Establishing Digital Trust: Don't Sacrifice Security for Convenience
The U.K. Information Commissioner's Office (ICO) recently fined the Ministry of Justice £140,000 after the details of all 1,182 prisoners at HM Prison Cardiff were mistakenly e-mailed to three of the inmates' families.
The breach was only discovered when one of the recipients contacted the prison on August 2, 2011 to report that they had received a spreadsheet containing 1,182 prisoners' names, ethnicities, addresses, sentence lengths, release dates, and coded details of their offenses.
An internal investigation determined that the same spreadsheet had been mistakenly attached to e-mails at two other times during the same month.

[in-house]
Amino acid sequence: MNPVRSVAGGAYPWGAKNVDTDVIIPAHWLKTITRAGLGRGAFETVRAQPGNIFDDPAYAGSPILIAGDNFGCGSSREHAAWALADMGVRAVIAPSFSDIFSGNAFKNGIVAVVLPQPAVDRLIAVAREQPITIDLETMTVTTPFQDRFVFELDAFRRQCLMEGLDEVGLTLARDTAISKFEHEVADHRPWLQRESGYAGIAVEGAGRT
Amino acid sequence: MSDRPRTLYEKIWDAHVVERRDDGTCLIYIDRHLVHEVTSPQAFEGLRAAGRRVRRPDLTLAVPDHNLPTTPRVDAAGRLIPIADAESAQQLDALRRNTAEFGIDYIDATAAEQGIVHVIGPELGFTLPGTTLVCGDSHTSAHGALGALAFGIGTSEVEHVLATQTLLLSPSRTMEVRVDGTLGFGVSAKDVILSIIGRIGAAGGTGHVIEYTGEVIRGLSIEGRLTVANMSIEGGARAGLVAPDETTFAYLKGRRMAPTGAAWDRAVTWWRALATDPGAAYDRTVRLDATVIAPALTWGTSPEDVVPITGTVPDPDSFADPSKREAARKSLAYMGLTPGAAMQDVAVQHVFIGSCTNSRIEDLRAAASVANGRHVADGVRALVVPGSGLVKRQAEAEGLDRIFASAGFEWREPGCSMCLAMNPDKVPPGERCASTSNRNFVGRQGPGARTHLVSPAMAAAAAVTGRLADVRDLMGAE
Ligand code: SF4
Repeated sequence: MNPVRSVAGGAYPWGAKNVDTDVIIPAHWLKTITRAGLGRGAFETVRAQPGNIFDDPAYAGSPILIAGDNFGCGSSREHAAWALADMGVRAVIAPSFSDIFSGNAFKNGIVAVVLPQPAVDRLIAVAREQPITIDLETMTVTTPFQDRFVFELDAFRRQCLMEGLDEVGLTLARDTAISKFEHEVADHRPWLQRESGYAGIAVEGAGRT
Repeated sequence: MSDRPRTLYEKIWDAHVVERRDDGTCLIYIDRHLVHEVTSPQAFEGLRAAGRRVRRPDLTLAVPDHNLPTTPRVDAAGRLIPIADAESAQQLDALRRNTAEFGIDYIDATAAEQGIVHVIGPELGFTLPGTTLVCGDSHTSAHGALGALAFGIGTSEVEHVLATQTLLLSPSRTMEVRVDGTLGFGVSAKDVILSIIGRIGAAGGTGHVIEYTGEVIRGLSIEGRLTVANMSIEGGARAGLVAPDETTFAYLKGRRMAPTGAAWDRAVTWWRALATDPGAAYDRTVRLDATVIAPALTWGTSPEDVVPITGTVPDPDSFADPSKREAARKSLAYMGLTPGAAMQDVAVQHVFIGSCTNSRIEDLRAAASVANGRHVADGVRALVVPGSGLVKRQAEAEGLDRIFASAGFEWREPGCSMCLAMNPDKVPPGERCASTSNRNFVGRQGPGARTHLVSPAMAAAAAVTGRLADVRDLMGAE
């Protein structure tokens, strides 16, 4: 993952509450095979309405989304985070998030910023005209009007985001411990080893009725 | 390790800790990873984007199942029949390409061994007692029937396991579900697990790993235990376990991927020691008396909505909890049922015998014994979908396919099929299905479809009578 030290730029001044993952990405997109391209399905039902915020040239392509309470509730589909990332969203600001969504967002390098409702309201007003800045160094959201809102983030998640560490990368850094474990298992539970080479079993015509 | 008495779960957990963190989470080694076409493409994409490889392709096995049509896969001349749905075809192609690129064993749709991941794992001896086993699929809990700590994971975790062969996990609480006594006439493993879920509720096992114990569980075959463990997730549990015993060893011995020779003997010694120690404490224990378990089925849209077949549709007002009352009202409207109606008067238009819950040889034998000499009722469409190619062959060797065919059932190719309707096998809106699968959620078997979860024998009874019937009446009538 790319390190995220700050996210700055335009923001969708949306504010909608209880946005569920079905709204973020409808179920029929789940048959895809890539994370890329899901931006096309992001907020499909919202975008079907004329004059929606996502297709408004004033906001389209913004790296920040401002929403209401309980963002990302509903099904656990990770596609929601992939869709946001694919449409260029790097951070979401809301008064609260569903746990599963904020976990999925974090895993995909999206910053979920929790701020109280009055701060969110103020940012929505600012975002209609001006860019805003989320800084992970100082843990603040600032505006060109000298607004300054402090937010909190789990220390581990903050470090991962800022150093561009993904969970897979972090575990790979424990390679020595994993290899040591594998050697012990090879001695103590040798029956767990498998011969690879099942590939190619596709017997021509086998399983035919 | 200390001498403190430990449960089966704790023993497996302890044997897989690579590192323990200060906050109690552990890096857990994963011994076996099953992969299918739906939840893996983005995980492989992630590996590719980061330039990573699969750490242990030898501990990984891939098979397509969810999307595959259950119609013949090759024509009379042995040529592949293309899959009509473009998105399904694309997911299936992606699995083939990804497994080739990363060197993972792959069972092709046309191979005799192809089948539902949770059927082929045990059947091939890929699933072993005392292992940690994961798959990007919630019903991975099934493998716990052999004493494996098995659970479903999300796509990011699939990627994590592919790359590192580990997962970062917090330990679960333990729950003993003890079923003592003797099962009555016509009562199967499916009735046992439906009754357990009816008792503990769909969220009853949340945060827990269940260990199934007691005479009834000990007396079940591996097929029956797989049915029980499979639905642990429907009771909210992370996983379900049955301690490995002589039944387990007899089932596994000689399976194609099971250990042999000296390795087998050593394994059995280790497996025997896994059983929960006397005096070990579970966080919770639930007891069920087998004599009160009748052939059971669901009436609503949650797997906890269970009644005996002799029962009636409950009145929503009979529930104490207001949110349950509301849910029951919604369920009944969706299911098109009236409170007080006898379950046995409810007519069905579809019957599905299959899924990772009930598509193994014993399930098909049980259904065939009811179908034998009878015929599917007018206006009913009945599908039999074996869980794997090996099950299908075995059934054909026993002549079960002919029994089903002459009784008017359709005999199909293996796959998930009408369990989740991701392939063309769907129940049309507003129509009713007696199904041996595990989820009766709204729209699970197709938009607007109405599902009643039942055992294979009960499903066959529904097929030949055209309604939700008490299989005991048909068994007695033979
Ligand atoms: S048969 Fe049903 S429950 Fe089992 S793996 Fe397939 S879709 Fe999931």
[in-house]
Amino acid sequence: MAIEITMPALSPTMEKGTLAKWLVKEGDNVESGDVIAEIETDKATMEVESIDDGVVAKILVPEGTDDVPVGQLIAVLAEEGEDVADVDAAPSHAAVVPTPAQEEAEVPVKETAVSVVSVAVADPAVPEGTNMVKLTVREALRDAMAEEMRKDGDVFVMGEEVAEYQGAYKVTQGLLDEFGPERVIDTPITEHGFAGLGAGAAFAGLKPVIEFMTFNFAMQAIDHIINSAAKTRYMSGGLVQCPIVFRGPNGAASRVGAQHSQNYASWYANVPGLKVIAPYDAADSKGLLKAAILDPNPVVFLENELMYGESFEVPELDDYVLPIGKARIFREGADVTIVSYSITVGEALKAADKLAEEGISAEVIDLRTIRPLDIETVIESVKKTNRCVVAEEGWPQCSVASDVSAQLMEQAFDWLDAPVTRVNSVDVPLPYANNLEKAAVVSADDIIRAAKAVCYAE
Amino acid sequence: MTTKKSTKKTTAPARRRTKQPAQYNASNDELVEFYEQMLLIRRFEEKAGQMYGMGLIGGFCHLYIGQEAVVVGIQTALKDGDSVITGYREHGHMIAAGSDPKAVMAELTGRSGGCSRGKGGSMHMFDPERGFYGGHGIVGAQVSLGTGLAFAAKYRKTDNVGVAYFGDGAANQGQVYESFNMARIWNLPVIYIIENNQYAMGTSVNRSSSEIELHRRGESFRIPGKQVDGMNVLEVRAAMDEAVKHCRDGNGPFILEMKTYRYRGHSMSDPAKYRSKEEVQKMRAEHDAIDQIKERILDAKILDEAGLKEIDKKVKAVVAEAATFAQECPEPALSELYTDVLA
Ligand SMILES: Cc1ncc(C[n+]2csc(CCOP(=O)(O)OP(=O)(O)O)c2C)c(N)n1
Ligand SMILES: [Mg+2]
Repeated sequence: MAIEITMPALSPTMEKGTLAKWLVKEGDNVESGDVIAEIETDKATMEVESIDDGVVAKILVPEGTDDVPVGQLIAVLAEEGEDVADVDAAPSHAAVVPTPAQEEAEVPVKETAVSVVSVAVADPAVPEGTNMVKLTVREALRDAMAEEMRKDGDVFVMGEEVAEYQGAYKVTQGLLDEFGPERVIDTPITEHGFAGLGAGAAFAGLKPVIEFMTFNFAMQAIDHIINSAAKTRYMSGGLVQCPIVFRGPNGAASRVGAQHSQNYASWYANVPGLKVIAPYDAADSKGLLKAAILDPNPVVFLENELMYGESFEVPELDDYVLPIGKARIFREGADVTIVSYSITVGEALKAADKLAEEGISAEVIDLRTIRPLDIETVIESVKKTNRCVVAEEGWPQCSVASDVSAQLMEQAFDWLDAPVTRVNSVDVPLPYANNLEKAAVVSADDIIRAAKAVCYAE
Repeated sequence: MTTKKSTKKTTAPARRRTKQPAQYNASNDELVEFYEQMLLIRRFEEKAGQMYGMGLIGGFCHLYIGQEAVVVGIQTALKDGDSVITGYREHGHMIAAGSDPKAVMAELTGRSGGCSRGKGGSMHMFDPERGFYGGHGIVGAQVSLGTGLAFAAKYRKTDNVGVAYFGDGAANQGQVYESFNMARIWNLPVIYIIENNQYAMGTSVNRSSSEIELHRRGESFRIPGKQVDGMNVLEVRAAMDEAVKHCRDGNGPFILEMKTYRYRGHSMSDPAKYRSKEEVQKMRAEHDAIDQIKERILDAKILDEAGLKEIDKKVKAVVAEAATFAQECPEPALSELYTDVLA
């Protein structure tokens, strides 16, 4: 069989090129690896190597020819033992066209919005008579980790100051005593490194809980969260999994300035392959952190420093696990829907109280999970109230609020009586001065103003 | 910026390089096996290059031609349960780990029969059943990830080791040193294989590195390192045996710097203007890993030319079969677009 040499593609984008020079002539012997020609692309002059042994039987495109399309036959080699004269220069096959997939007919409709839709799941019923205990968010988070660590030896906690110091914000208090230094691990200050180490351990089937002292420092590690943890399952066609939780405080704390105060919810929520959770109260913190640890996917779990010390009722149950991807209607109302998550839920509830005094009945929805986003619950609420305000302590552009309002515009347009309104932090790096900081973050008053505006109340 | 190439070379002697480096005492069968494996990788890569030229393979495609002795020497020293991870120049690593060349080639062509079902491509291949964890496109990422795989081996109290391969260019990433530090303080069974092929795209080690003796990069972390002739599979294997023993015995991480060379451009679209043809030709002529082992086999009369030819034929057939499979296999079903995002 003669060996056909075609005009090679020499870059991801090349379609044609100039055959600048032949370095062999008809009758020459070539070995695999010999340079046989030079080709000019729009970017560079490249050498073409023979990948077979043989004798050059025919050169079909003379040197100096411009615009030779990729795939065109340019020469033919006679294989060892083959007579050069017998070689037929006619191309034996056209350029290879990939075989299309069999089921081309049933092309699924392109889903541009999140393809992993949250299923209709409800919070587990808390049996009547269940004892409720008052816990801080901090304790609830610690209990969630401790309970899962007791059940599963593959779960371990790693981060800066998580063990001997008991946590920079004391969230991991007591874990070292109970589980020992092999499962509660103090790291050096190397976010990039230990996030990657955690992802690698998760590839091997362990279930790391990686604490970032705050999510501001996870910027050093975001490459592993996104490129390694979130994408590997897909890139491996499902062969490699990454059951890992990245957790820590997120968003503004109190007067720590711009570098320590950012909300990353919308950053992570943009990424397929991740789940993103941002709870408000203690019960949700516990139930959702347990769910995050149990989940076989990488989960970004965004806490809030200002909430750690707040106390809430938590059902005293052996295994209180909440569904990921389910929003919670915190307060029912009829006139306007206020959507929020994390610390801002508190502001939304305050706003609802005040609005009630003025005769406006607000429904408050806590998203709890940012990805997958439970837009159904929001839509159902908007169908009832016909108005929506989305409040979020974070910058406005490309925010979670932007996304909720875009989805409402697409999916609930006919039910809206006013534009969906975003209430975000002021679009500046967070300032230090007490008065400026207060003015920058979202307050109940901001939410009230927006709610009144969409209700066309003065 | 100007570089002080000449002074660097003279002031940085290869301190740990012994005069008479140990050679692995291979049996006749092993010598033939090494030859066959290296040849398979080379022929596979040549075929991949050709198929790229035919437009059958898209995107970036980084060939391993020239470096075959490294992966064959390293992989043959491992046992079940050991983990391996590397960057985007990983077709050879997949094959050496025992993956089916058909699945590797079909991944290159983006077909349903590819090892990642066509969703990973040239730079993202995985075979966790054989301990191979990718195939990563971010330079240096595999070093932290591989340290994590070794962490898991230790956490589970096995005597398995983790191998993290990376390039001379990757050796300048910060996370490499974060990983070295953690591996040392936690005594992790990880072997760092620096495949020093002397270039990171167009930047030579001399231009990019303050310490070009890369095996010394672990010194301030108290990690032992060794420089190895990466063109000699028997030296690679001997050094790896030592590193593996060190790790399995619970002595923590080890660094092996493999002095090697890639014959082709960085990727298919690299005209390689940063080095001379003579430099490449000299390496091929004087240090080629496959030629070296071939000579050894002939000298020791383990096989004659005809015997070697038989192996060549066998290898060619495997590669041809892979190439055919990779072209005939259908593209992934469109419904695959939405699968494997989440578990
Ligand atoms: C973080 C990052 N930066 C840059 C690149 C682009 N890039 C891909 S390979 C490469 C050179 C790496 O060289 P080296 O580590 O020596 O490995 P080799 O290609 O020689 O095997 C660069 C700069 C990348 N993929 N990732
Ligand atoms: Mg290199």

According to the ICO, the police and a member of the prison staff went to each recipient's home to ensure that the files had been deleted.https://o1.qnsr.com/log/p.gif?;n=203;c=204650394;s=9477;x=7936;f=201801171506010;u=j;z=TIMESTAMP;a=20392931;e=i
The ICO was informed of the breaches on September 8, 2011. The ICO's investigation determined that the clerk responsible for sending the e-mails was working unsupervised, despite having only worked at the prison for two months with limited training. The investigation also found that prisoner's records were routinely transferred on unencrypted disks.
"The potential damage and distress that could have been caused by this serious data breach is obvious," ICO deputy commissioner and director of data protection David Smith said in a statement. "Disclosing this information not only had the potential to put the prisoners at risk, but also risked the welfare of their families through the release of their home addresses."